Monday, January 28, 2013

Veiled Murder: Review



Veiled Murder by Alice Campbell: Andrea Wraybourne's husband is supposed to be Britain's finest--from an old titled family and an up-and-coming war hero.  Nobody tells Andy that he's also mean, nasty, and out to make her life miserable once they're married.  Rex Wraybourne manages to kill one of Andy's childhood friends (one of two brothers that she's always considered her brothers--though not related) and then convinces her that in the interest of the inlaws she's come to know and, well not love, but pity--and for whom she wants to provide out of an inheritance that she's got coming her way--that she should help him cover it up as an accident, a shooting of a man he mistook for a German spy.  

She's then taken and buried (not literally) in rural England in a household full of eerie atmosphere and the lovely family and hangers-on (one drug addict, one kind of crazy cousin, and a spinster who's devoted to the family). Two more murders occur--one the sadist husband (hurrah!) but Andy is attacked and threatened and there is even an attempt to frame her for murder.  Fortunately, the family lawyer appears to be on her side and helps her to get to the bottom of the whole ghastly mess.

And a ghastly mess it is, too.  Not the best written vintage mystery I've come across.  Lots of atmosphere, but very little in the riveting details and interesting mystery department.  Lots of overwraught dramatics on the part of various females, but very little golden age detecting going on.  It starts out promising enough with a very nice opening scene in London, but as the pages turn it loses momentum.  And there are a couple of purple prose final paragraphs to round everything up:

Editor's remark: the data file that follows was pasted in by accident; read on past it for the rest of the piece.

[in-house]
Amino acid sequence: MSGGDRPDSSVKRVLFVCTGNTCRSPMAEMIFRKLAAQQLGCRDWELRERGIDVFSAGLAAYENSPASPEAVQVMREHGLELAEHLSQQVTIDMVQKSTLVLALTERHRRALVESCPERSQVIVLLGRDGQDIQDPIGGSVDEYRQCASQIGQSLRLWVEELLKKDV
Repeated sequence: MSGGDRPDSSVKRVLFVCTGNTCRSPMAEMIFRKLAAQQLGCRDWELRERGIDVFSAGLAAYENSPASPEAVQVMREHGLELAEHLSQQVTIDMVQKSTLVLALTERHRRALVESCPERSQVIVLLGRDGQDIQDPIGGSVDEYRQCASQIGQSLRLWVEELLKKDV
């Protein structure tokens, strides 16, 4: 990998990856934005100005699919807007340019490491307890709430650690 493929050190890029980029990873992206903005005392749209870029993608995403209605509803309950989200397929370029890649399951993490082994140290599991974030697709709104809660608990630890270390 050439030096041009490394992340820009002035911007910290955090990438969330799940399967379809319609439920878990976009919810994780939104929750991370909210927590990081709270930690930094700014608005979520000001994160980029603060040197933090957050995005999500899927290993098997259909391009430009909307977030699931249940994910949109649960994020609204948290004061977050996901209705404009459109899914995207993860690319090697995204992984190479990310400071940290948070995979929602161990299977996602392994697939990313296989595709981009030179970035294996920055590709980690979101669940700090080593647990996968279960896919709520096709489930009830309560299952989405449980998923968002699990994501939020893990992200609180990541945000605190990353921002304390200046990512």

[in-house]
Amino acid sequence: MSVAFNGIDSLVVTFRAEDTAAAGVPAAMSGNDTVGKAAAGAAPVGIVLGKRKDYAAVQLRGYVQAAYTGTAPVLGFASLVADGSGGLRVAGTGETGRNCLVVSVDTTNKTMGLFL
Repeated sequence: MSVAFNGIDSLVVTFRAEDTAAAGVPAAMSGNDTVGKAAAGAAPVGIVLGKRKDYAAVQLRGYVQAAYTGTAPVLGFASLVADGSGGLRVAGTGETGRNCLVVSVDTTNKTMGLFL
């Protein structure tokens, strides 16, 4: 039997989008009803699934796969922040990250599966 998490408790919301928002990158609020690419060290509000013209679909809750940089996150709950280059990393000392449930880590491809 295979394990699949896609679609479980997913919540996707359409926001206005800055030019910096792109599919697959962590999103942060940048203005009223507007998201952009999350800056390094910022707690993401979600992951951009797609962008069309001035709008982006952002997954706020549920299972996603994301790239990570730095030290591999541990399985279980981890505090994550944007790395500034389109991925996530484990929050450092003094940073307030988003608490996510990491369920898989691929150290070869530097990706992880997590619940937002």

She was crying, despicably, on a chest that provided a buttress, no more. Her counsel was giving her no aid. She felt the bleakness of the eyes far above her. The arms that might have gone around her hung down at his sides--hewn stone. She groped upward, drew down the mistrustful head. The lips her own timorous pair touched were suspicious, cold.

Cold? The fire that leaped from [name withheld--I'd hate to spoil the ending]'s mouth was fiercely frightening. So was the sudden bruising pressure of his revitalized arms Foundations rocked, thought was suspended. Was this all she had wanted? flashed on her mazed vision. So simple...

The tumult was her heart.  

Seriously? Vintage mystery or raging romance novel?  Hmmm.  Needless to say, not highly recommended.  And I don't believe I'll be picking up another Alice Campbell book unless, like here, she's part of a three-in-one Detective Book Club offering.  1 1/2 stars.

3 comments:

John said...

I have two by Campbell --JUGGERNAUT (her first) and DESIGN TO KILL -- lined up for this year. I take this review as a warning and will be prepared for possible excesses. Curt Evans, however, says that DESIGN is worth reading for the unconventional (for the 1930s) sexuality and the murder mystery.

Bev Hankins said...

I saw Curt's write up last night after I posted this. I also saw a few comments there about Veiled Murder. Made wonder if was being too harsh....but I don't think so.

Ryan said...

The whole plot sounds a little to convoluted for my taste. If I'm reading a book with an overly complicated plot line, I at least need to like the characters. From your description, not sure I would.